Plant-based diet could help cut risk of heart failure

Plant-based diet could help cut risk of heart failure

In a new study, researchers found that eating a plant-based diet may help reduce heart failure risk in people who have no heart disease.

They also found that Southern diets high in fried and processed foods and sweetened drinks are linked to a greater risk of heart failure.

Heart failure is a chronic condition in which the heart doesn’t pump blood as well as it should. It affects more than 5.7 million adults in the U.S. and that number is expected to rise.

The major causes of heart failure include coronary heart disease and high blood pressure.

Patients can use medications, lifestyle changes, and surgery to treat the disease.

Previous research has shown that quitting smoking, managing high blood pressure and maintaining a healthy diet and weight could help prevent the disease.

In the study, the team looked at the link between five dietary patterns and risk of heart failure.

The five diets they examined were:

“Convenience” diet high in heavily meat dishes, pasta, Mexican dishes, pizza, and fast food;

“Plant-based” diet high in vegetables, fruit, beans, and fish;

“Sweets/fats” diet heavy on desserts, bread, sweet breakfast foods, chocolate, and other sugar;

“Southern” diet heavy on fried food, processed meats, eggs, added fats and sugar-sweetened beverages; and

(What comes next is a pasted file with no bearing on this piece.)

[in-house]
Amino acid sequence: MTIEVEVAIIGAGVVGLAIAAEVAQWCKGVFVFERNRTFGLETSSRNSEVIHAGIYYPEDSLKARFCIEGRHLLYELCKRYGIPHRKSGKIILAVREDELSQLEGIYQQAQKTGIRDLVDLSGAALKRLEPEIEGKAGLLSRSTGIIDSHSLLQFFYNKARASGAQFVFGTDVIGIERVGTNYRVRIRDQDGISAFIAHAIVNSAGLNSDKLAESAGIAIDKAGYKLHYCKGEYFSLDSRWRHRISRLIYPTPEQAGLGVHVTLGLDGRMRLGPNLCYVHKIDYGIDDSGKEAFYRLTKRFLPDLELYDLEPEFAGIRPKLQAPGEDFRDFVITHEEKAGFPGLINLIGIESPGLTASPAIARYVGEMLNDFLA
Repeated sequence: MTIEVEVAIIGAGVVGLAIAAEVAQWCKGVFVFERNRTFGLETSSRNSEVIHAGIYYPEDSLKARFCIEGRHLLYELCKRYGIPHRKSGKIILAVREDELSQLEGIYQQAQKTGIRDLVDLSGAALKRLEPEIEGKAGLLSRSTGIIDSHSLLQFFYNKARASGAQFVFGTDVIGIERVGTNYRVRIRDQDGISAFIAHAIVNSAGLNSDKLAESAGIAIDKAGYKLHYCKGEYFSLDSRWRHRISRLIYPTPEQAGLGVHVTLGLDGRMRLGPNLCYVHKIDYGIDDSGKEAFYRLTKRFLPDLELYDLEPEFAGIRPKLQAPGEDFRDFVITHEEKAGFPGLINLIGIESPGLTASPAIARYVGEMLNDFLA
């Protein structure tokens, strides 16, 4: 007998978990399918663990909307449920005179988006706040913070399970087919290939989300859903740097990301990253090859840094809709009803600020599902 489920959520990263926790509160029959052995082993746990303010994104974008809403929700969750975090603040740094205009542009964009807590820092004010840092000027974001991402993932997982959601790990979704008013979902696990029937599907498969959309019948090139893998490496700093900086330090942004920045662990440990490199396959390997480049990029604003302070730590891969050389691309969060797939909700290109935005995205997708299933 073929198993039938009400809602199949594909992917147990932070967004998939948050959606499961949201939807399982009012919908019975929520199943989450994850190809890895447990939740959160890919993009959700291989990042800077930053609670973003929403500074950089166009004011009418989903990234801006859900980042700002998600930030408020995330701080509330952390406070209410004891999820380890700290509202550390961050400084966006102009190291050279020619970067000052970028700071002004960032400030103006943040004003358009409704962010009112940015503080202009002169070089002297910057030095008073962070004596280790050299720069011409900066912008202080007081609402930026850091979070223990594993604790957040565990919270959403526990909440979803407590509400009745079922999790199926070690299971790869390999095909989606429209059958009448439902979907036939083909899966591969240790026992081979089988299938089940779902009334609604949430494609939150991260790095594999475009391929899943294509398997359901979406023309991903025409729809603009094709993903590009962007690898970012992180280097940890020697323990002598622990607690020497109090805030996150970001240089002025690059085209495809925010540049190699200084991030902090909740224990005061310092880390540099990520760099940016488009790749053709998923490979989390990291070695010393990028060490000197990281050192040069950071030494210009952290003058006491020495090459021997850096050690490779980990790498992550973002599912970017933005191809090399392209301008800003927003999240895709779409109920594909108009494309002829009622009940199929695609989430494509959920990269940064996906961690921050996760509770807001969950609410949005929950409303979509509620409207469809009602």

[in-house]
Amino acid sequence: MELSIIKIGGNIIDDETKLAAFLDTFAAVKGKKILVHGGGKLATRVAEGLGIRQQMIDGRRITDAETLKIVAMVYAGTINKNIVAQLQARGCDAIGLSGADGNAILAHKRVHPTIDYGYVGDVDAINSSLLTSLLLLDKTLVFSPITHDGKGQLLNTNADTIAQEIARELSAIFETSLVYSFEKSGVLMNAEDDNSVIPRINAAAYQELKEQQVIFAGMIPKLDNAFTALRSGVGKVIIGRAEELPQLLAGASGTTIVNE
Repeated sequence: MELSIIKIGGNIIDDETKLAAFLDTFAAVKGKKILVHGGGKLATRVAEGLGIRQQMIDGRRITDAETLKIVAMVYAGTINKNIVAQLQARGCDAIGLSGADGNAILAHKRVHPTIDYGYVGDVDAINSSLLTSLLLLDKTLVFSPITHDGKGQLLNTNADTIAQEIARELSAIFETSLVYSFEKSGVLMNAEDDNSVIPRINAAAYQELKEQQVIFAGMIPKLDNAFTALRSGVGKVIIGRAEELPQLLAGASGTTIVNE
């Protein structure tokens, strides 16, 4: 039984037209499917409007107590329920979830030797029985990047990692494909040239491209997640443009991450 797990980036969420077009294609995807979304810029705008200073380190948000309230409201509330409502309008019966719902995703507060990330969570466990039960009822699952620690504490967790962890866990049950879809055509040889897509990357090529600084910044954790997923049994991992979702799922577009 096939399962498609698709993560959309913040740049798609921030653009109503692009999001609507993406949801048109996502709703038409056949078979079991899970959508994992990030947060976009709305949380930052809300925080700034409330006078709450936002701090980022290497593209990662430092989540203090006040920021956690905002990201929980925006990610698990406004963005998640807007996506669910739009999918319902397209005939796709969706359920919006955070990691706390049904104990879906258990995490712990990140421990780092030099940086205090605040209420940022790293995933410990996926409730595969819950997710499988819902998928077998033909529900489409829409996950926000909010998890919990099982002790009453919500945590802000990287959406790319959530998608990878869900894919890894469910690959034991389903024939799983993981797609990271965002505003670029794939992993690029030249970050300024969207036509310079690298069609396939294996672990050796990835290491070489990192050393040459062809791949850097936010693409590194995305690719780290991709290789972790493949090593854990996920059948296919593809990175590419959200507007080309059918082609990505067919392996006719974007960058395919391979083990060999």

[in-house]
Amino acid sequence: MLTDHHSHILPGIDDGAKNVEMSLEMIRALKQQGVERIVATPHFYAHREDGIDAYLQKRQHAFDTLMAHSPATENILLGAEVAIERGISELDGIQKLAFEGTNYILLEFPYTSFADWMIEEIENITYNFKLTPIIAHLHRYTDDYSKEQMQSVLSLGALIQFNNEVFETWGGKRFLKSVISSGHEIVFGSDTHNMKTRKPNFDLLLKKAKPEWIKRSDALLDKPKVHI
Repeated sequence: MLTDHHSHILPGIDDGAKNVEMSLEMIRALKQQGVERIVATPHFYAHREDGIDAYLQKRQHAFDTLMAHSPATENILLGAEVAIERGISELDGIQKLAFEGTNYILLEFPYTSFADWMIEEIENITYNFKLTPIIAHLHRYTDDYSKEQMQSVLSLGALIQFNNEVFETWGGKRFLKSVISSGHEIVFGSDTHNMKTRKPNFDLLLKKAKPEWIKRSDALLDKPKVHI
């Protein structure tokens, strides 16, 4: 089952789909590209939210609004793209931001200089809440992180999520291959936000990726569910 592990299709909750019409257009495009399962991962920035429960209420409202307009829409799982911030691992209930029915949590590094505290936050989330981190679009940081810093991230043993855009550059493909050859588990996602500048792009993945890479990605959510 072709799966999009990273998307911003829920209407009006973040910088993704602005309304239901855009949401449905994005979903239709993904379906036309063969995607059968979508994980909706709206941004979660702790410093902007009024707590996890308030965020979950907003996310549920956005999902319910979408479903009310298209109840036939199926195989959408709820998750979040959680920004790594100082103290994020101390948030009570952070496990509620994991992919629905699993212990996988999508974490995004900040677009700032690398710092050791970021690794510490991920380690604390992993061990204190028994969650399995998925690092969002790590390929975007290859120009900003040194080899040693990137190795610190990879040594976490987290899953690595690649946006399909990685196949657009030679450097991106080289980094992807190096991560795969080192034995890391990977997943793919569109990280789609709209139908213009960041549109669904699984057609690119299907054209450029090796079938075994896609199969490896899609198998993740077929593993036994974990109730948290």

“Alcohol/salads” diet heavy on wine, liquor, beer, leafy greens, and salad dressing.

The team analyzed the data from Geographic and Racial Differences in Stroke (REGARDS) study population.

The participants had no known heart disease or heart failure at the beginning, and they were 45 years old and older.

After almost 9 years of follow-up, there were 363 new heart failure hospitalizations.

The researchers found that people who were most adherent to the plant-based diet had a 41 percent lower risk of new heart failure hospitalization.

In addition, people who ate a Southern diet had a 72% higher risk of heart failure hospitalization.

But these risks may be caused by high BMI (obesity), high belly fat, high blood pressure or other factors.

The team suggests that the Southern dietary pattern could increase heart failure risk through these factors.

No links were found between heart failure risk and other diet patterns.

The researchers suggest that their findings support a population-based dietary strategy for lowering the risk of incident heart failure.

They also suggest that people at a high risk of heart failure should eat a plant-based diet and reduce the eating of processed meat, fried food, added sugar, and added fats.

The lead author of the study is Kyla Lara, MD, a cardiology fellow at Mayo Clinic.

The study is published in the Journal of the American College of Cardiology.

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